Kobe Bryant was a national treasure. I applaud his talent and determination. Surely, Kobe made many sacrifices, but they were all optional and for his own reasons.

What about those who die in service to their country? Where are their national accolades? Is it the media that ignore their sacrifice, or the American public for whom they died?

Army Spc. Henry Mayfield, 23; Pfc. Miguel Villalon, 21; Staff Sgt. Ian McLaughlin, 29; Spc. Antonio Moore, 22; Master Sgt. Nathan Goodman, 36, and Air Force Staff Sgt. George Girtler, 37; they were from Illinois, New York, North Carolina and Virginia; they died in Afghanistan, Antarctica, Kenya, Syria and Arizona, where Master Sgt. Goodman, a Green Beret, fell to his death during freefall parachute training after surviving eight deployments to Afghanistan, Africa, Iraq and Kyrgyzstan. Where is their recognition, beyond the painful grief of their family members and other loved ones?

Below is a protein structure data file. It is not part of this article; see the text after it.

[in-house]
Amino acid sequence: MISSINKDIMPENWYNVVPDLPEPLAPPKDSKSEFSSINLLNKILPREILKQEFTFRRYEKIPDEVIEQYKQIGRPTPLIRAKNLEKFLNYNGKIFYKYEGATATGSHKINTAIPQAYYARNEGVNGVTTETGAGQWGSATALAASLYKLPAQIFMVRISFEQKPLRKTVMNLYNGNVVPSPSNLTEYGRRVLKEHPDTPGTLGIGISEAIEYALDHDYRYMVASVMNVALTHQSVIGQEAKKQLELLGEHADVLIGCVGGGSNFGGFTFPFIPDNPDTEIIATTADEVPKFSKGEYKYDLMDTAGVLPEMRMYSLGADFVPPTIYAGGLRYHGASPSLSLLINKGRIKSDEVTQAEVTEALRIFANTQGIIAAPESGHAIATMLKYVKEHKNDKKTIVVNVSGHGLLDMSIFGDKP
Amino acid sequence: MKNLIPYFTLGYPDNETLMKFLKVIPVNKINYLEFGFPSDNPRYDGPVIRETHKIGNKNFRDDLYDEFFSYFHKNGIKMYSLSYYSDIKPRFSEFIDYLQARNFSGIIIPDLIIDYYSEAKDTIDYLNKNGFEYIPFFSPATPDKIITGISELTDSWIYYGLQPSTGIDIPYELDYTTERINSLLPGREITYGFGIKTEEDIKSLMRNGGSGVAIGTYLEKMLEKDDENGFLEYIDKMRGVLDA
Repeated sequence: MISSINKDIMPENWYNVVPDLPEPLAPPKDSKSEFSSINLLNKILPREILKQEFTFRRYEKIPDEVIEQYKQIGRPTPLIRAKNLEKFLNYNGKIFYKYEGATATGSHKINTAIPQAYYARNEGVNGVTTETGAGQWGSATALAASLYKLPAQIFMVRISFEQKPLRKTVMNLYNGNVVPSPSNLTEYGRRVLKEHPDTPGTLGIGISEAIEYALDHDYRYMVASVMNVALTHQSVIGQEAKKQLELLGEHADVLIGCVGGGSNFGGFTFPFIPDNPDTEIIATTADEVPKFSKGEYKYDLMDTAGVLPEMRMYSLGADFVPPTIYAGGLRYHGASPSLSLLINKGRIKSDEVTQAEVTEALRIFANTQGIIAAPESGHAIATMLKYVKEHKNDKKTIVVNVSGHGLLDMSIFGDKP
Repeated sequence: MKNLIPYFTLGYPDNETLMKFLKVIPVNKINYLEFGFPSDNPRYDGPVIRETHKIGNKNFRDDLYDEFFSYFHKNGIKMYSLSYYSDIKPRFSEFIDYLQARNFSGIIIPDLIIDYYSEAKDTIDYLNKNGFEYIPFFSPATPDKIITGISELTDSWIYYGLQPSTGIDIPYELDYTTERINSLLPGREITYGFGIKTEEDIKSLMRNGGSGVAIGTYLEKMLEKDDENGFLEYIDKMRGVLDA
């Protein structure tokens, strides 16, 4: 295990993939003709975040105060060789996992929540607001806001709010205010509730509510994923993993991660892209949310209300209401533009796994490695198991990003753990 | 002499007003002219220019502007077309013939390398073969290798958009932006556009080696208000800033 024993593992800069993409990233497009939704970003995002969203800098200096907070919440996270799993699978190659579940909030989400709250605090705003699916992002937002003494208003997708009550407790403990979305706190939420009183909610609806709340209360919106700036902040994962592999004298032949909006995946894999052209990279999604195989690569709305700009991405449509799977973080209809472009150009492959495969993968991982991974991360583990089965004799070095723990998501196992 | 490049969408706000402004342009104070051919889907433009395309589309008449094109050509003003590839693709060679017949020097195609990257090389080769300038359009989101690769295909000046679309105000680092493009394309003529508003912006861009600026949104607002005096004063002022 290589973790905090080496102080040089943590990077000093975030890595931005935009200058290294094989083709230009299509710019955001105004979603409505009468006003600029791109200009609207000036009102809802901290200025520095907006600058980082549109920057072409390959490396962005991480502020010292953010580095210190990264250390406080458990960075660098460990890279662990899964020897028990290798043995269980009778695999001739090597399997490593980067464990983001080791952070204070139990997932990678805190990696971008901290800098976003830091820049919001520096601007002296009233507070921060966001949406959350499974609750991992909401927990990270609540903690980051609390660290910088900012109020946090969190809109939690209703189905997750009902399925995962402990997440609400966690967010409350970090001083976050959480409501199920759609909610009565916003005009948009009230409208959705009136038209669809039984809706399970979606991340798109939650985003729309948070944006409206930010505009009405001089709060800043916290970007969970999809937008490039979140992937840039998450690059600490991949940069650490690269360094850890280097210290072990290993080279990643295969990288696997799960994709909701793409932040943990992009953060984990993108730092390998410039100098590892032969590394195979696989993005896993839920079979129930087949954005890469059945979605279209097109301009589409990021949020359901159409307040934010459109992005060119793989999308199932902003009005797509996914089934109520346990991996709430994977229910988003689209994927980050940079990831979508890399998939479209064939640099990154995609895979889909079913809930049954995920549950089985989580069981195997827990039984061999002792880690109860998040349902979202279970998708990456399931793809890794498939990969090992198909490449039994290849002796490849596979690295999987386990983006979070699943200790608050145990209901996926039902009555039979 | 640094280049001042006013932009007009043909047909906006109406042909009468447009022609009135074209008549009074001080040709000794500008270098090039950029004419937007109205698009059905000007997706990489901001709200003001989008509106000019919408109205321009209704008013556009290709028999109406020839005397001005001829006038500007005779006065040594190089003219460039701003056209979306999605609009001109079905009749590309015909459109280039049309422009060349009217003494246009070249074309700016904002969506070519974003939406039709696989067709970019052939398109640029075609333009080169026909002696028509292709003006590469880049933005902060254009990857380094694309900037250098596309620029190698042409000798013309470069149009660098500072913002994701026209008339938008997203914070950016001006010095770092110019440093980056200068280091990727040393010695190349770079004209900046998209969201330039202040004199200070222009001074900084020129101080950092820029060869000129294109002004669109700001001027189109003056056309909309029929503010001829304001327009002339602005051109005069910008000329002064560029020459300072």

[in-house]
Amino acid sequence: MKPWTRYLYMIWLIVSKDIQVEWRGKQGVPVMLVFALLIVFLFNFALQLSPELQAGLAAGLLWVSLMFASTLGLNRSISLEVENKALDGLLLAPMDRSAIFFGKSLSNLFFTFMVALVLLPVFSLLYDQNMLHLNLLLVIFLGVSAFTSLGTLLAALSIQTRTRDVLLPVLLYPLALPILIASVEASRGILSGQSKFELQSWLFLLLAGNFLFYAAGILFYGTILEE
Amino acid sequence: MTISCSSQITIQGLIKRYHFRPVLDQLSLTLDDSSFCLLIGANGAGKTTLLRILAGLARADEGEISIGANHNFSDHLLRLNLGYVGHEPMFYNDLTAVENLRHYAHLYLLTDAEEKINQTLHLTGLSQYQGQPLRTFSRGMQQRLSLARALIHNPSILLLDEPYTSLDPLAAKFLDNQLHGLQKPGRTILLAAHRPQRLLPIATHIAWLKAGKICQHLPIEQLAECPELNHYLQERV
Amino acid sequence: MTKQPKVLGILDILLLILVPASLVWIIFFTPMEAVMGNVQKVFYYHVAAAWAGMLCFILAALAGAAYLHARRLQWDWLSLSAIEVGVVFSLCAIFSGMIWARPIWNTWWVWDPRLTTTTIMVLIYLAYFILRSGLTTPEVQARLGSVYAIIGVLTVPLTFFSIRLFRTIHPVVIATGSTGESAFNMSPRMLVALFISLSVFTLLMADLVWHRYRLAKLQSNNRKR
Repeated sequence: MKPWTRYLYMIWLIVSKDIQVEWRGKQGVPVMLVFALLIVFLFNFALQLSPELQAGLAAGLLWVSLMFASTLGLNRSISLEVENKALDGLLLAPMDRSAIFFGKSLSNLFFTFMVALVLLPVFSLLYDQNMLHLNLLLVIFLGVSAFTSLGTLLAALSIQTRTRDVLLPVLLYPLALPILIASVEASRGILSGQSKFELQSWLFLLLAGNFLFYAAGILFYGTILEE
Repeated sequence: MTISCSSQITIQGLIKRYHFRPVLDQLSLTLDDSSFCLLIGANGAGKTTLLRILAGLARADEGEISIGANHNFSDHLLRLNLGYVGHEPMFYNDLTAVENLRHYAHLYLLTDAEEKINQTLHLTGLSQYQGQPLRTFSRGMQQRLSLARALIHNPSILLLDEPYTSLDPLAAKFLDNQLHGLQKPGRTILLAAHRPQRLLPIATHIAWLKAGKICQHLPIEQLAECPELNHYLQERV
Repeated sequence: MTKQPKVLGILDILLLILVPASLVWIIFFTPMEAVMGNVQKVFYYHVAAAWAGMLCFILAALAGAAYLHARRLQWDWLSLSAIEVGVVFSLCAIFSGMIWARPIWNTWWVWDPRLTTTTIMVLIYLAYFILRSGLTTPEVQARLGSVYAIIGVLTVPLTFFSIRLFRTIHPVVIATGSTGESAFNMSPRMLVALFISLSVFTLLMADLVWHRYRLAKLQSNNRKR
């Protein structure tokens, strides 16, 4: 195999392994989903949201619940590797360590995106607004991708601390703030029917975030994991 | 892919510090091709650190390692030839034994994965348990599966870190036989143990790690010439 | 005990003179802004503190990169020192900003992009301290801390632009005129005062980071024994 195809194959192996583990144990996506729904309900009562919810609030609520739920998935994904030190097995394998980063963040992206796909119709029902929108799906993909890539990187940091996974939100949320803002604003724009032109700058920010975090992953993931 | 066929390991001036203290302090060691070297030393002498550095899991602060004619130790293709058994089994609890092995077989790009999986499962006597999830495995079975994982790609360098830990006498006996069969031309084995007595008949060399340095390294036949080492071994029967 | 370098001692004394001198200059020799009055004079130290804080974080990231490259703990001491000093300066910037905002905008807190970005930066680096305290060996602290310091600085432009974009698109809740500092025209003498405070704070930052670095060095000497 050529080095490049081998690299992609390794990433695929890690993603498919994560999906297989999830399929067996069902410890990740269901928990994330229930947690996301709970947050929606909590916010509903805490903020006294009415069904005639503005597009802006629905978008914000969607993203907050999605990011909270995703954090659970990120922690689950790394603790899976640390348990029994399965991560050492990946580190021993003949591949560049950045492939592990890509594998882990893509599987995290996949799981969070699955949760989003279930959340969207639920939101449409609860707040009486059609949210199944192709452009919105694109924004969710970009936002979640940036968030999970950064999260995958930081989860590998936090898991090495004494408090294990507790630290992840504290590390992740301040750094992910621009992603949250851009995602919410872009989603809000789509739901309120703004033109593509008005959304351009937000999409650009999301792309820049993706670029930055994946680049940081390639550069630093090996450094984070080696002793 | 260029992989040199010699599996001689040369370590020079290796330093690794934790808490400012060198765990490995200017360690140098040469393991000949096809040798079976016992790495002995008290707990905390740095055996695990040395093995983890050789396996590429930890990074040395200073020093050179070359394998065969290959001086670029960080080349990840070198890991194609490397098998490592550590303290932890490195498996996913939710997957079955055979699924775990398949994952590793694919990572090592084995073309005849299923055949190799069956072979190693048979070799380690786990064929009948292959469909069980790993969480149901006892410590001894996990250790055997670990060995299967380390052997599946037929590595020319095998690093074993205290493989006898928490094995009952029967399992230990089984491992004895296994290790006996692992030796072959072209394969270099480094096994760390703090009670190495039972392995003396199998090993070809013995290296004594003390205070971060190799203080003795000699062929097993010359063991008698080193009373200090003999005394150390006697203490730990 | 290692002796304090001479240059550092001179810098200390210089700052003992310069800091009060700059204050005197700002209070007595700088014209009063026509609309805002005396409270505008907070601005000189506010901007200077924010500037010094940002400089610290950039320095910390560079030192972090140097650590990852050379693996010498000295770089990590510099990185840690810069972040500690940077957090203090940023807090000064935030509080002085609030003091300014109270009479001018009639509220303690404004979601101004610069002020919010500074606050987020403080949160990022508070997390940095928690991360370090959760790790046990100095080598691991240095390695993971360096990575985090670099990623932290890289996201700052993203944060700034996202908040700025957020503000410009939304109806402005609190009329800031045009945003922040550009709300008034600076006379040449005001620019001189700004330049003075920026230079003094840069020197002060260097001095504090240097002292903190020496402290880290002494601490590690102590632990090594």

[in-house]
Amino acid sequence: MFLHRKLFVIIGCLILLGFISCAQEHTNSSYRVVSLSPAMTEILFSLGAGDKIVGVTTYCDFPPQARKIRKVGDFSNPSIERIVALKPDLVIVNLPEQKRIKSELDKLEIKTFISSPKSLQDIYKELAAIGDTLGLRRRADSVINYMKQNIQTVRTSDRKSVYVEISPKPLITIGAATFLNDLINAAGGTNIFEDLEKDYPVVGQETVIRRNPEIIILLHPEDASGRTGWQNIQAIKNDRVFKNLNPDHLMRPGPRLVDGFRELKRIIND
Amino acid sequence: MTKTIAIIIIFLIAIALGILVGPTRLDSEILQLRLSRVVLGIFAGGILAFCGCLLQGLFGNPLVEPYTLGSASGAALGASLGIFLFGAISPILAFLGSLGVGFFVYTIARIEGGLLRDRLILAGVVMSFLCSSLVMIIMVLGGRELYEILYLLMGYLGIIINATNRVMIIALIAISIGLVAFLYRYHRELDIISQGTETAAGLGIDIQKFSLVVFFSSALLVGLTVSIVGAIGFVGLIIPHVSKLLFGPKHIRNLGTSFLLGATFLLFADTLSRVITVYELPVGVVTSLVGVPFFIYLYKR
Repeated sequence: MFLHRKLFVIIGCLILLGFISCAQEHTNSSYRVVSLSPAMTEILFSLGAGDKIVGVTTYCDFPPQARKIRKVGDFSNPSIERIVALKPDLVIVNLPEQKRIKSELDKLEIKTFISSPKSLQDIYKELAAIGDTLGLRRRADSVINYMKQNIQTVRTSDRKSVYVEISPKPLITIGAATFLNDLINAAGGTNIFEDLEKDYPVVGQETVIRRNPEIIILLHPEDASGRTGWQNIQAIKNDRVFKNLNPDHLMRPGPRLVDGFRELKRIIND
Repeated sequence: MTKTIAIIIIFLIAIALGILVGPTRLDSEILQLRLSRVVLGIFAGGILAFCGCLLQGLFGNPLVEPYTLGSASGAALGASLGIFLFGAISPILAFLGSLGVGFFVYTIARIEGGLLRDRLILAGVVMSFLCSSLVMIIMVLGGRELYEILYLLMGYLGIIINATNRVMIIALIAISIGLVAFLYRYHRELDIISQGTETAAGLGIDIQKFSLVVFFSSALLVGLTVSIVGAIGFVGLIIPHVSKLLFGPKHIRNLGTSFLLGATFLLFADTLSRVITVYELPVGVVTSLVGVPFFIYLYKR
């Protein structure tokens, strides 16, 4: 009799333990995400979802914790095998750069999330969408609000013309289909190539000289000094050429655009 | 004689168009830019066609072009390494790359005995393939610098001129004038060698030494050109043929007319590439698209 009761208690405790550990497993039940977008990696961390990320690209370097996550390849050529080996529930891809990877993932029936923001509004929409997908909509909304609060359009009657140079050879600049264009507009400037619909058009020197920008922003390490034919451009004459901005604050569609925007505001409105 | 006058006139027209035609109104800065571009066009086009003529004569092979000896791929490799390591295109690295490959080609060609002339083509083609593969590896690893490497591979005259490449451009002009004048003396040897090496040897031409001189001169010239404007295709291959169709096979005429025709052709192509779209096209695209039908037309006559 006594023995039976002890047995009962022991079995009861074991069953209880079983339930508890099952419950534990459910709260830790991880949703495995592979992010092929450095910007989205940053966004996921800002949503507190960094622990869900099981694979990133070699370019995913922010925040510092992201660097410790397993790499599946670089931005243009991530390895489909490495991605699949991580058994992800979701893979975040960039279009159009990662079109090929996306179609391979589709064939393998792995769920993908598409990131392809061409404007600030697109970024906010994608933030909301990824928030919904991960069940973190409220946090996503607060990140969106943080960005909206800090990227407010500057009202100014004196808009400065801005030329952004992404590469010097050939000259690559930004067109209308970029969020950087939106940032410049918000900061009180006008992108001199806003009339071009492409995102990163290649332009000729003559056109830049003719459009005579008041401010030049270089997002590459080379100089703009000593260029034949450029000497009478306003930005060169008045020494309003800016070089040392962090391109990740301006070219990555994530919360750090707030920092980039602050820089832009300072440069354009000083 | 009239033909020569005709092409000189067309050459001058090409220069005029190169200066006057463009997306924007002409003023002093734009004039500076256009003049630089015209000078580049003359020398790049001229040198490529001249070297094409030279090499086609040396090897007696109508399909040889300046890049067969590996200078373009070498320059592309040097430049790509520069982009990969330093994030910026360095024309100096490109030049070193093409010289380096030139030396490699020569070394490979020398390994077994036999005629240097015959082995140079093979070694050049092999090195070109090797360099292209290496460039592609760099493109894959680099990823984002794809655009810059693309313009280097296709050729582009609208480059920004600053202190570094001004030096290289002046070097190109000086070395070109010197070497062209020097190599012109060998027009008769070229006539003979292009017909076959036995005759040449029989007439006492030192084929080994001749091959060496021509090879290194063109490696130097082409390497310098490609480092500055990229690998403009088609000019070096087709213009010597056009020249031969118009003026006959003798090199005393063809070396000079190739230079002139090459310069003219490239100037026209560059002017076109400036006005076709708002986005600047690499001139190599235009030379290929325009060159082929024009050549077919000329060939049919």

Newspapers and television news programs devoted nearly half of their space and time to developments in the investigation of the crash that took the life of Kobe Bryant and eight others. Grown men have stood before cameras and cried for him. But the deaths of the military personnel named above have hardly been mentioned, if at all, and they died within the past four weeks.

I’m not saying Kobe Bryant wasn’t deserving of the recognition and laurels he received, but how much more so those who knowingly and willingly place their lives on the line for their country, for the U.S. Constitution, for each of us?

Jerry Genesio

Scarborough

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